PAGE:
Skip to content

Country Inns

2009 July 15
tags:
by Gordon Reid

Well, I’m back in Philadelphia, having driven 750 miles over the long weekend, mostly in Virginia. I set my G.P. S. for “no major roads”, with the result that Grant and I drove through the loveliest country byways and saw much more than if we had just barreled down the highway.

Ever since I discovered the Inn at Montchanin (in Delaware, near Longwood Gardens) I have tried to stay at country inns where possible when I was travelling. There are good guides which list them state by state, and most of the guides agree that the top Country Inn of them all is the Inn at Little Washington, which is in Washington, Virginia, close to the Blue Ridge Mountains. So that was our first port of call on Friday.  And I found that all the extravagant praise showered on this inn is totally justified.

From the moment we arrived, we were welcomed by a staff that actually seemed glad to be there and wanted us to share their delight in the place. My car had been making a worrying hum, so I asked if there was a local garage I could take it to to get it inspected. One of the staff simply said “Leave it to me”, took my car keys and disappeared with the  car. Meanwhile we were met inside with a smiling girl carrying glasses of champagne; she suggested we have a seat in a very tastefully furnished lounge until our luggage had been taken to the room. The room itself was stunning and had a broad porch-like balcony, covered in geraniums. Both dinner and breakfast were outstanding. (Now I’m beginning to sound like all the other gushing critics, but I can’t help it!). This may be the best small hotel experience in America – but I’d be glad to hear of others that some of you might know, for future trips.

The second Inn was quite a different cup of tea. We drove the (now purring silently) car south through lovely horse farms to Williamsburg, and went to the Williamsburg Inn. Of course, anywhere after the Inn at Little Washington would have been an anti-climax, but this one was severe. I was reminded of nothing so much as the old Railway hotels of the UK, like the Great Eastern in London or the North British in Edinburgh – before they were remodeled.  Of course, health and safety regulations had made modernization inevitable, but they had been implemented in a very ugly way, with sprinkler systems and smoke detectors almost appearing as the most prominent features of a room. The dining room was vast, with some nice chandeliers all mixed up with badly -fitted recessed lighting units. An ancient pianist played and equally ancient guests danced – all that was lacking was a genteel murder and Miss Marple or Hercule Poirot!

Colonial Williamsburg was in full swing and not as Disneylandish as I had expected. I particularly enjoyed the traditional garden flowers behind neat white picket fences round the beautifully restored houses. On Sunday morning we went to Mass in Bruton Parish Church for the 7.30 Mass, which was Rite One. Unexpectedly, the church was very full, the organ was well played and there was a 15 minute sermon on St John the Baptist which I enjoyed and profited from.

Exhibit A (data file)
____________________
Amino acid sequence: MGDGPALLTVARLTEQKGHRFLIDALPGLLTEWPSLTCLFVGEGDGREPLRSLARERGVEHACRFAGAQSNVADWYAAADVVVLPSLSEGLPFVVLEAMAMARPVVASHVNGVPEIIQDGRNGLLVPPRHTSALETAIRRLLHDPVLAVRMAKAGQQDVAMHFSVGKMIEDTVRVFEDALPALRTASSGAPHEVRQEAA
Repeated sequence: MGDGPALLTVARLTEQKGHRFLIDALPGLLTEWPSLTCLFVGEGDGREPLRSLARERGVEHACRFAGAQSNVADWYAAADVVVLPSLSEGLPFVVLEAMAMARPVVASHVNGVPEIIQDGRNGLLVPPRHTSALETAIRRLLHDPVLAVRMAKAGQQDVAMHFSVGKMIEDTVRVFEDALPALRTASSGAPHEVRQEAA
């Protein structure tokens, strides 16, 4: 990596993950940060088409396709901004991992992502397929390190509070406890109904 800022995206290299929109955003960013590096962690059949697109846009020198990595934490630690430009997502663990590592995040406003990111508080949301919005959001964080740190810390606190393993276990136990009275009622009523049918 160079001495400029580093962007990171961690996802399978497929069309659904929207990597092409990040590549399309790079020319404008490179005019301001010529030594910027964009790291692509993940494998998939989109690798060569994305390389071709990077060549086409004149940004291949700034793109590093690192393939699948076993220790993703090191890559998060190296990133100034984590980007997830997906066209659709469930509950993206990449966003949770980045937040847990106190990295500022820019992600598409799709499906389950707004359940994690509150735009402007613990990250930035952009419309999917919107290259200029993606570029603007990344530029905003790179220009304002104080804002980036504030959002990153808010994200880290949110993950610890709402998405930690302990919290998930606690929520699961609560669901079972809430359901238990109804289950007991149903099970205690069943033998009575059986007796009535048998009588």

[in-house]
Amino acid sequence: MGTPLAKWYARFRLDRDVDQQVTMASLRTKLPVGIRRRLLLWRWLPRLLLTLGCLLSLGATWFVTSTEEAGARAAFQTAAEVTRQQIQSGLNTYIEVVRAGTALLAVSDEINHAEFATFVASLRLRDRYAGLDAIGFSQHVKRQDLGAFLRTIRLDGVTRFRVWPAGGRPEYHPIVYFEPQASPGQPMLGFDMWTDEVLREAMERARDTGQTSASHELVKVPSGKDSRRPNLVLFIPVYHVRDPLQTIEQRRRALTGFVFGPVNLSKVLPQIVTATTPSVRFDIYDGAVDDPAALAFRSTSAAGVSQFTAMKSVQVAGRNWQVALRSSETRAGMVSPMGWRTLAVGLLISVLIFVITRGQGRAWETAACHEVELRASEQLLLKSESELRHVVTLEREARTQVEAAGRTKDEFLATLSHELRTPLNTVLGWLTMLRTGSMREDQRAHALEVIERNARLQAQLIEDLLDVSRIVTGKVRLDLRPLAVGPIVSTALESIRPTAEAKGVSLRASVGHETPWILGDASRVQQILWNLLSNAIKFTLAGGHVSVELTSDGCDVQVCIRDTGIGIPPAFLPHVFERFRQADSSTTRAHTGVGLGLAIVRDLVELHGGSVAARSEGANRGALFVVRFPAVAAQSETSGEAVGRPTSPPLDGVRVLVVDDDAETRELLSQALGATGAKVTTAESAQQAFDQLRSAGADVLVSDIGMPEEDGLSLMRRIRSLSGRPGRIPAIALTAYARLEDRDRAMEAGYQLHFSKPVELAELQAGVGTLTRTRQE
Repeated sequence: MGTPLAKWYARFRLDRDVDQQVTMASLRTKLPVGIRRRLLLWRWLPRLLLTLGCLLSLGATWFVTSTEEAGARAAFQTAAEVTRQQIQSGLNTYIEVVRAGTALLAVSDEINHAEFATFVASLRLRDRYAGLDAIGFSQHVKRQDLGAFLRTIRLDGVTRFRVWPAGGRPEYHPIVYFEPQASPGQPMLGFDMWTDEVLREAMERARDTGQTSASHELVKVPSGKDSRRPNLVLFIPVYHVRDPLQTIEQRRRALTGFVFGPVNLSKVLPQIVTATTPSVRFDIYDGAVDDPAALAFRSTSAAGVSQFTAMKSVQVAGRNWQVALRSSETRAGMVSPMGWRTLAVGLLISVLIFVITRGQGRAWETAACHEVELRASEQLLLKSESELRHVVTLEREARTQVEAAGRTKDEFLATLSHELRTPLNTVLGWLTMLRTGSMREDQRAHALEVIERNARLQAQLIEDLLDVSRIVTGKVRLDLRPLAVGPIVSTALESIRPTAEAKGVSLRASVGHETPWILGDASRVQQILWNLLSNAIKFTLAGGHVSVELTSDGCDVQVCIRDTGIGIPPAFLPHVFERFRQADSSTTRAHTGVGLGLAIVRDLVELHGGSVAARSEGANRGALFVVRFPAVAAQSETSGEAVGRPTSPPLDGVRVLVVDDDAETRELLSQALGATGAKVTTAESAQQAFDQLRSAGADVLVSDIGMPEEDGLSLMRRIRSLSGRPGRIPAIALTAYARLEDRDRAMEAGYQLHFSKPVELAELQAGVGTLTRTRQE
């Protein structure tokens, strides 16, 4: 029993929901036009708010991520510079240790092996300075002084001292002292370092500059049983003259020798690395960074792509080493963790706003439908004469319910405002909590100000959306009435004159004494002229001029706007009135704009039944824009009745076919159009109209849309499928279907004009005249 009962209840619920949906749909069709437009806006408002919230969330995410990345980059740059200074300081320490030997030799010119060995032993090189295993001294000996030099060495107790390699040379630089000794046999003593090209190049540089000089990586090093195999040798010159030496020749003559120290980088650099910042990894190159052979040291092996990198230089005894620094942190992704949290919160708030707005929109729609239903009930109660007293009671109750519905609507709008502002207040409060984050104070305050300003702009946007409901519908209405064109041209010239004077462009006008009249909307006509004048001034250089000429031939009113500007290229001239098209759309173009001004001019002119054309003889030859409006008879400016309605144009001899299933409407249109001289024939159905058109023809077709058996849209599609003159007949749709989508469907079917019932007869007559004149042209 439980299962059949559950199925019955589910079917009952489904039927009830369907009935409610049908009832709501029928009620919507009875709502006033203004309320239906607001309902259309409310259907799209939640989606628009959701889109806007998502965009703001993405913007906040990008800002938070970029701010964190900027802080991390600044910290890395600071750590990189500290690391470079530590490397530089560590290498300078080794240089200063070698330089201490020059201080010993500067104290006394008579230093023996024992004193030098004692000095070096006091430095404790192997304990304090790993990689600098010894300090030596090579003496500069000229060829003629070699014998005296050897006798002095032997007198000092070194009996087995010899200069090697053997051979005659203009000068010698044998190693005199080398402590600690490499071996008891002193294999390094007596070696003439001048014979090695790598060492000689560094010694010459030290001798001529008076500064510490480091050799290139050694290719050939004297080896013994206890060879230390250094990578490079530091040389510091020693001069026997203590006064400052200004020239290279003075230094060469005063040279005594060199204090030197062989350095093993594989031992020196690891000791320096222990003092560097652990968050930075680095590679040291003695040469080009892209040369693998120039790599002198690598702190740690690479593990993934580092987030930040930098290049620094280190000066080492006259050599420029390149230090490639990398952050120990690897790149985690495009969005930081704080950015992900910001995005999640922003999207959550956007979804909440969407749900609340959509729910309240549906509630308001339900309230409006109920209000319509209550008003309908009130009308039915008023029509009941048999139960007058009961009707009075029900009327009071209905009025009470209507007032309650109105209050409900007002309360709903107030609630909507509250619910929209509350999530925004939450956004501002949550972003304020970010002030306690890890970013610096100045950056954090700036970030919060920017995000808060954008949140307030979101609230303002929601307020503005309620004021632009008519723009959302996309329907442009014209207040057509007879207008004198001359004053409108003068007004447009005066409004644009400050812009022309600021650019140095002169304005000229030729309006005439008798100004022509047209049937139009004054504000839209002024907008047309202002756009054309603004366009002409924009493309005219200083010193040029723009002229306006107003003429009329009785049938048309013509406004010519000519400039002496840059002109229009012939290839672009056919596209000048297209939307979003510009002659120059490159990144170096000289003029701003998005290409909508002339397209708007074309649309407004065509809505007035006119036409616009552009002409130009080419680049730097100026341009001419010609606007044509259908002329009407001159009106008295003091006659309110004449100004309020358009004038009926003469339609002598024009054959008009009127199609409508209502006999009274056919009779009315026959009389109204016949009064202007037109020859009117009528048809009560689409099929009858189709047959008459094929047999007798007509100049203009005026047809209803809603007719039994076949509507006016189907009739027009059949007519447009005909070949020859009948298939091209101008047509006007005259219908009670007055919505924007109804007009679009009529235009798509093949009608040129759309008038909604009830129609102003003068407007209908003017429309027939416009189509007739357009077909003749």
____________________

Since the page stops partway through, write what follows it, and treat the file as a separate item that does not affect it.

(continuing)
However, on the whole we were glad to leave Williamsburg, and especially its Inn and head north-east to Annapolis and the Bay Bridge, which carried us over to the Eastern Shore of Maryland. Our goal there was the little town of St Michael, out on a peninsula in the Chesapeake Bay. There, right by the water, is the Inn at Perry Cabin, our last stop for the Sunday night. This is a beautiful place, and the Inn, though much expanded, has built its wings in the same style as the old place, and every room has a balcony or a porch looking out to the Bay.  Large ships and tiny yachts are in constant motion, and many of the latter moor for the night nearby and come into the Inn for dinner, which was very fine indeed. Breakfast the next morning on a pretty terrace surrounded by gorgeous flowers was a great way to finish our little expedition, and we drove back to Philadelphia through Maryland, where farmers offered all sorts of fruits and vegetables at every road end.

I am more than ever devoted to Country Inns and hope to sample many more of them. Dinner, bed and breakfast in such a place is a fine experience and a great way to relax.

3 Responses leave one →
  1. Matt Marcucci permalink
    July 16, 2009

    You’ve got to try Sweetwater Farm in Brandywine, just down Rt. 1 from Center City: http://www.sweetwaterfarmbb.com/

    Be sure to stay in the main house.

  2. John permalink
    July 17, 2009

    Thanks for your wonderful post Father! It’s always great to hear someone’s experiences traveling. I hope your time was restful and renewing to you.

  3. Will permalink
    July 31, 2009

    The Frederick House in Staunton, VA should be on your list, although it is not actually a “country inn”, but right on the street in the town.

Leave a Reply

Note: You can use basic XHTML in your comments. Your email address will never be published.

Subscribe to this comment feed via RSS